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Scientists Develop Model to Predict When You’ll Get the Chills from Beautiful Art

Have you ever felt shivers down your spine or goosebumps while listening to a hauntingly beautiful piece of music or watching an emotionally stirring film? Researchers have now developed a model that can predict with over 73% accuracy when someone will experience these aesthetic chills.

The study, conducted by Felix Schoeller and colleagues, surveyed 2,937 people from Southern California through an online platform. They gathered data on the participants’ personalities, demographic backgrounds, and emotional states. The researchers then exposed the survey respondents to 40 emotion-evoking audiovisual clips sourced from social media, which had previously elicited aesthetic chills in commenters.

The clips included a diverse range of stimuli, such as choral performances, a commencement speech by a minister, readings of poems, pop songs by Radiohead and Sigur Rós, and scenes from the films Hunger Games and Everything Everywhere All At Once, among others.

Using this data, the researchers built a model that identified demographic, psychological, and contextual factors that predicted whether a person would experience aesthetic chills while watching or listening to a particular clip.

The study found that people who reported being alert and in a good mood were more likely to feel chills than those who were tired or in a bad mood. Other factors that correlated with a high probability of experiencing chills included being between 35–44 years old, being male, being a Democrat, and having a graduate degree.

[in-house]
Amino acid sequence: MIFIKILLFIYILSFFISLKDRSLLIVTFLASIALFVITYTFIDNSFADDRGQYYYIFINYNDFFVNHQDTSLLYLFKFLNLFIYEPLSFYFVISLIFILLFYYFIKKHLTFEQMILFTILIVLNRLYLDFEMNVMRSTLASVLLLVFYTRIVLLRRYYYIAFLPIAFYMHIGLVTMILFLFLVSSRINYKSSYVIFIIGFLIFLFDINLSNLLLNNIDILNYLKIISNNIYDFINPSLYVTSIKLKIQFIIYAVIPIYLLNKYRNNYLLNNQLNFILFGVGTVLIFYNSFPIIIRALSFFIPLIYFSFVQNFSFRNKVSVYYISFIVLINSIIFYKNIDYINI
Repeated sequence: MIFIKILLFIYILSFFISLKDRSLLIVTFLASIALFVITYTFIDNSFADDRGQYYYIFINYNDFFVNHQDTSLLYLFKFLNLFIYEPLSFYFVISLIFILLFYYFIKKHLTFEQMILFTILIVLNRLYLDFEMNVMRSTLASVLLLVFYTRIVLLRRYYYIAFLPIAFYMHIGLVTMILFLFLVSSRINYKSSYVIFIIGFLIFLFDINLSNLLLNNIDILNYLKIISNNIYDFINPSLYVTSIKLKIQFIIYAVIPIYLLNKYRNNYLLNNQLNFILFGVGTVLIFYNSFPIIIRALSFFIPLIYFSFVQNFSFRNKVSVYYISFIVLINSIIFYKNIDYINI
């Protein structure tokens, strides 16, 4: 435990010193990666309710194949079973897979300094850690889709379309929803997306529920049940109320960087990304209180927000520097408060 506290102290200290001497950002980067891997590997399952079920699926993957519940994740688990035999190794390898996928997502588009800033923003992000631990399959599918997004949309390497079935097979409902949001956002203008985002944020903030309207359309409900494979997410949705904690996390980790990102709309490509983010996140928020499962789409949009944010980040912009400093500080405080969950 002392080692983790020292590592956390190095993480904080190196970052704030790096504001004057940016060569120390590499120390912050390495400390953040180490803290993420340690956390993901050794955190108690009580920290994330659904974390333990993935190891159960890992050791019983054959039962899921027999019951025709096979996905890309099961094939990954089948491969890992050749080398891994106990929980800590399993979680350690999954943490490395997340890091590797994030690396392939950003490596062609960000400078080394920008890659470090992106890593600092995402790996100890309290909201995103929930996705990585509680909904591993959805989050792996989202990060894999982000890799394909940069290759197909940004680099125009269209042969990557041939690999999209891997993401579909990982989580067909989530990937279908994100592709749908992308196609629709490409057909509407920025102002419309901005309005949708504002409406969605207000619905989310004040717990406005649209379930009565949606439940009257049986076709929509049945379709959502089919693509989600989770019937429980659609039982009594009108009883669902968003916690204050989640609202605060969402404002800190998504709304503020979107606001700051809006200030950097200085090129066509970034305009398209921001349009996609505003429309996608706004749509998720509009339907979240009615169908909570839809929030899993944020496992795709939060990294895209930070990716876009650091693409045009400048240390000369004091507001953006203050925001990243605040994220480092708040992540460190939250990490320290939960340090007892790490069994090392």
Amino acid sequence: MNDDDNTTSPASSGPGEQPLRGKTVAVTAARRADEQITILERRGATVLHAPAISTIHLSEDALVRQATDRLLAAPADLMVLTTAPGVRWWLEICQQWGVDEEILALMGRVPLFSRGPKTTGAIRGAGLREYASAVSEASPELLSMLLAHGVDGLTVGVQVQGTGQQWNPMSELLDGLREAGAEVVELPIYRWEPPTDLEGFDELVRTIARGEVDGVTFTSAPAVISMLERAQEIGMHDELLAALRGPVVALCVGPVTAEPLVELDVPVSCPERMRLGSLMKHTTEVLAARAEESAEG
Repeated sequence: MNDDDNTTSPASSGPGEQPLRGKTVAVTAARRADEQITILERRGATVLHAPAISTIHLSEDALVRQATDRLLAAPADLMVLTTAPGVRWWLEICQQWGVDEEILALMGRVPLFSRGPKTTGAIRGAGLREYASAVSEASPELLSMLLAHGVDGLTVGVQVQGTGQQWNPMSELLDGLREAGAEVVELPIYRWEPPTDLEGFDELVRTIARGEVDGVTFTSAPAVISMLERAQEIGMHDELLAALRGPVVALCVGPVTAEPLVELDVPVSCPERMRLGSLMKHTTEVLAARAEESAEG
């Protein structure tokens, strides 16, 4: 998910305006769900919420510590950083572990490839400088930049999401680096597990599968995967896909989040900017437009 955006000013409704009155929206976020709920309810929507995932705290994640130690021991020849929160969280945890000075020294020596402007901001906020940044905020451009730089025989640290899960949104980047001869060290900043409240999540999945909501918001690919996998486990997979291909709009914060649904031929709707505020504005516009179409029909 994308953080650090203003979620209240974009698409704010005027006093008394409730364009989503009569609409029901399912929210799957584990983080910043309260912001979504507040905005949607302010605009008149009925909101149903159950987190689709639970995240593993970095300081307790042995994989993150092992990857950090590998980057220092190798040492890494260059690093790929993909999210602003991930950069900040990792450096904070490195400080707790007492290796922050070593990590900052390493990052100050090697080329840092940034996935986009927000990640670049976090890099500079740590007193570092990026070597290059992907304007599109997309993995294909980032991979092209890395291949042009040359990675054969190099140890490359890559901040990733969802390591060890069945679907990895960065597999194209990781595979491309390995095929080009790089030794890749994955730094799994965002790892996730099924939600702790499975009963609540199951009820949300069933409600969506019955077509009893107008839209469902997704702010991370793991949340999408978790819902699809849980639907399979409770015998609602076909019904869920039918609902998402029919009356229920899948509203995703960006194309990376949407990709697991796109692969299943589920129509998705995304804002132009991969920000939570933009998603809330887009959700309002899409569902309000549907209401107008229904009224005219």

Psychological characteristics such as extraversion and conscientiousness were also predictive of experiencing chills, as were high scores on specialized psychological scales that measure a person’s propensity to be emotionally moved and absorbed in the moment.

According to the authors, additional research into how emotional experiences are shaped by psychological, demographic, and cultural variables could eventually inform the use of aesthetic chills as a non-pharmaceutical treatment for affective disorders such as depression.

As the world continues to grapple with mental health challenges, this study opens up new avenues for understanding and harnessing the power of art and beauty to positively impact our emotional well-being.

Examples of goosebump-inducing stimuli are available at the project website: http://chillsdb.com.

#AestheticChills #EmotionalExperience #ArtandScience #MentalHealth




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